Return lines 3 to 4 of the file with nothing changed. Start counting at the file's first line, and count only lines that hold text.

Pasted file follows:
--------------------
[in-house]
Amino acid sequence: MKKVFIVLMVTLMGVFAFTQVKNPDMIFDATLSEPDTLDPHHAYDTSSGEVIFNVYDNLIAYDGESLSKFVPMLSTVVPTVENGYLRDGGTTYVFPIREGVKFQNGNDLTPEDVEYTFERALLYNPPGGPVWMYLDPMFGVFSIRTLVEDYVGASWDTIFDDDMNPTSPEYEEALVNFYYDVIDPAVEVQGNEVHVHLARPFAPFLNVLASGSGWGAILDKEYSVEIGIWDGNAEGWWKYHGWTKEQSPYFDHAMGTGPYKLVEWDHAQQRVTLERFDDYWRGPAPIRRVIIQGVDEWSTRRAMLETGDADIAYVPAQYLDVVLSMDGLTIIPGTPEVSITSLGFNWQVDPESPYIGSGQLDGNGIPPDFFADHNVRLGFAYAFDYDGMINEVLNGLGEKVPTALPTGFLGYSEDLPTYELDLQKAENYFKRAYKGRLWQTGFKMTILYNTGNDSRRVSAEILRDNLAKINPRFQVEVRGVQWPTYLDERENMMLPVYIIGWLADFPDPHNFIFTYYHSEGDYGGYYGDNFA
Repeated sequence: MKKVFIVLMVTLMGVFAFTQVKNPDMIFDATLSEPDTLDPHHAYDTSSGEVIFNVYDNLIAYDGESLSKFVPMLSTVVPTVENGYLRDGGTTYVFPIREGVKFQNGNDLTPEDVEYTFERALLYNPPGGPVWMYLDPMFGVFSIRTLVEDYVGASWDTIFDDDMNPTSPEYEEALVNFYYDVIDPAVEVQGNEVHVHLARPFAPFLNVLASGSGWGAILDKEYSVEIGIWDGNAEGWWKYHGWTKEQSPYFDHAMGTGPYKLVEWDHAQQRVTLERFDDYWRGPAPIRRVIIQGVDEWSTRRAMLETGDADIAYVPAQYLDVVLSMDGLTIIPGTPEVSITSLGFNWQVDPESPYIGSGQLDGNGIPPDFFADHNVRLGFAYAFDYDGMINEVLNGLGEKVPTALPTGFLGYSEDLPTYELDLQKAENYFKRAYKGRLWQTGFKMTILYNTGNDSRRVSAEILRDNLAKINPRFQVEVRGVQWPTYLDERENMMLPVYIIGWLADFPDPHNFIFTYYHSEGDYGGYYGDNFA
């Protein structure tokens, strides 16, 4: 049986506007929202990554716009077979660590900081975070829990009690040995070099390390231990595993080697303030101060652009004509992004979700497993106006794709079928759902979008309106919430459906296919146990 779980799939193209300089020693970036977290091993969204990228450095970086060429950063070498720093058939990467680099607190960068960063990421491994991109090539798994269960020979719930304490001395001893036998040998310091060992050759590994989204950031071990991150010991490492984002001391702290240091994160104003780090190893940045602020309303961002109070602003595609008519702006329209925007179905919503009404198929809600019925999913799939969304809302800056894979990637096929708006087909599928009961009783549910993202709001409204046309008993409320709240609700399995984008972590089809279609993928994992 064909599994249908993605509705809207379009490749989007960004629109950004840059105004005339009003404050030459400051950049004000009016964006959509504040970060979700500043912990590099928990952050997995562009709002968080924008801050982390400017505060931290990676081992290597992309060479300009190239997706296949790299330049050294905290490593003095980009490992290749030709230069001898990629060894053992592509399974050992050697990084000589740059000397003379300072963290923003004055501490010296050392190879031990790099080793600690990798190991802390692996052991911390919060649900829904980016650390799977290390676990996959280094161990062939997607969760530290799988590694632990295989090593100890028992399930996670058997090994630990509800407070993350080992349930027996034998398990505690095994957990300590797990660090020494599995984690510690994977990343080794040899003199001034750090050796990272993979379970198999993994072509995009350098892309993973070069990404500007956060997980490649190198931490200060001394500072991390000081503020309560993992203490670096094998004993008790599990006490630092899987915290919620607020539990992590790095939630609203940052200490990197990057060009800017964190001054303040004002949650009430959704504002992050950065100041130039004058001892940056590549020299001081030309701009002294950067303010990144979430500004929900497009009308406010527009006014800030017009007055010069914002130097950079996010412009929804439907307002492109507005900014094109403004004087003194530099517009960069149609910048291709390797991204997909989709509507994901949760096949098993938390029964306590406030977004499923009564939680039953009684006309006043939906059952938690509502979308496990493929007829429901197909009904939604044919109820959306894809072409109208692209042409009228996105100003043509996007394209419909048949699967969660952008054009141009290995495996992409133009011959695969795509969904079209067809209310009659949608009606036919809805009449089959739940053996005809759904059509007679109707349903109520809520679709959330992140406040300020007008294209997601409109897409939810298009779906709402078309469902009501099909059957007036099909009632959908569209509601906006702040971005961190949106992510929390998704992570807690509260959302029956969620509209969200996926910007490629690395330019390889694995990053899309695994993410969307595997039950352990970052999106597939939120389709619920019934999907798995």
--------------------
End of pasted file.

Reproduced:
Repeated sequence: MKKVFIVLMVTLMGVFAFTQVKNPDMIFDATLSEPDTLDPHHAYDTSSGEVIFNVYDNLIAYDGESLSKFVPMLSTVVPTVENGYLRDGGTTYVFPIREGVKFQNGNDLTPEDVEYTFERALLYNPPGGPVWMYLDPMFGVFSIRTLVEDYVGASWDTIFDDDMNPTSPEYEEALVNFYYDVIDPAVEVQGNEVHVHLARPFAPFLNVLASGSGWGAILDKEYSVEIGIWDGNAEGWWKYHGWTKEQSPYFDHAMGTGPYKLVEWDHAQQRVTLERFDDYWRGPAPIRRVIIQGVDEWSTRRAMLETGDADIAYVPAQYLDVVLSMDGLTIIPGTPEVSITSLGFNWQVDPESPYIGSGQLDGNGIPPDFFADHNVRLGFAYAFDYDGMINEVLNGLGEKVPTALPTGFLGYSEDLPTYELDLQKAENYFKRAYKGRLWQTGFKMTILYNTGNDSRRVSAEILRDNLAKINPRFQVEVRGVQWPTYLDERENMMLPVYIIGWLADFPDPHNFIFTYYHSEGDYGGYYGDNFA
């Protein structure tokens, strides 16, 4: 049986506007929202990554716009077979660590900081975070829990009690040995070099390390231990595993080697303030101060652009004509992004979700497993106006794709079928759902979008309106919430459906296919146990 779980799939193209300089020693970036977290091993969204990228450095970086060429950063070498720093058939990467680099607190960068960063990421491994991109090539798994269960020979719930304490001395001893036998040998310091060992050759590994989204950031071990991150010991490492984002001391702290240091994160104003780090190893940045602020309303961002109070602003595609008519702006329209925007179905919503009404198929809600019925999913799939969304809302800056894979990637096929708006087909599928009961009783549910993202709001409204046309008993409320709240609700399995984008972590089809279609993928994992 064909599994249908993605509705809207379009490749989007960004629109950004840059105004005339009003404050030459400051950049004000009016964006959509504040970060979700500043912990590099928990952050997995562009709002968080924008801050982390400017505060931290990676081992290597992309060479300009190239997706296949790299330049050294905290490593003095980009490992290749030709230069001898990629060894053992592509399974050992050697990084000589740059000397003379300072963290923003004055501490010296050392190879031990790099080793600690990798190991802390692996052991911390919060649900829904980016650390799977290390676990996959280094161990062939997607969760530290799988590694632990295989090593100890028992399930996670058997090994630990509800407070993350080992349930027996034998398990505690095994957990300590797990660090020494599995984690510690994977990343080794040899003199001034750090050796990272993979379970198999993994072509995009350098892309993973070069990404500007956060997980490649190198931490200060001394500072991390000081503020309560993992203490670096094998004993008790599990006490630092899987915290919620607020539990992590790095939630609203940052200490990197990057060009800017964190001054303040004002949650009430959704504002992050950065100041130039004058001892940056590549020299001081030309701009002294950067303010990144979430500004929900497009009308406010527009006014800030017009007055010069914002130097950079996010412009929804439907307002492109507005900014094109403004004087003194530099517009960069149609910048291709390797991204997909989709509507994901949760096949098993938390029964306590406030977004499923009564939680039953009684006309006043939906059952938690509502979308496990493929007829429901197909009904939604044919109820959306894809072409109208692209042409009228996105100003043509996007394209419909048949699967969660952008054009141009290995495996992409133009011959695969795509969904079209067809209310009659949608009606036919809805009449089959739940053996005809759904059509007679109707349903109520809520679709959330992140406040300020007008294209997601409109897409939810298009779906709402078309469902009501099909059957007036099909009632959908569209509601906006702040971005961190949106992510929390998704992570807690509260959302029956969620509209969200996926910007490629690395330019390889694995990053899309695994993410969307595997039950352990970052999106597939939120389709619920019934999907798995």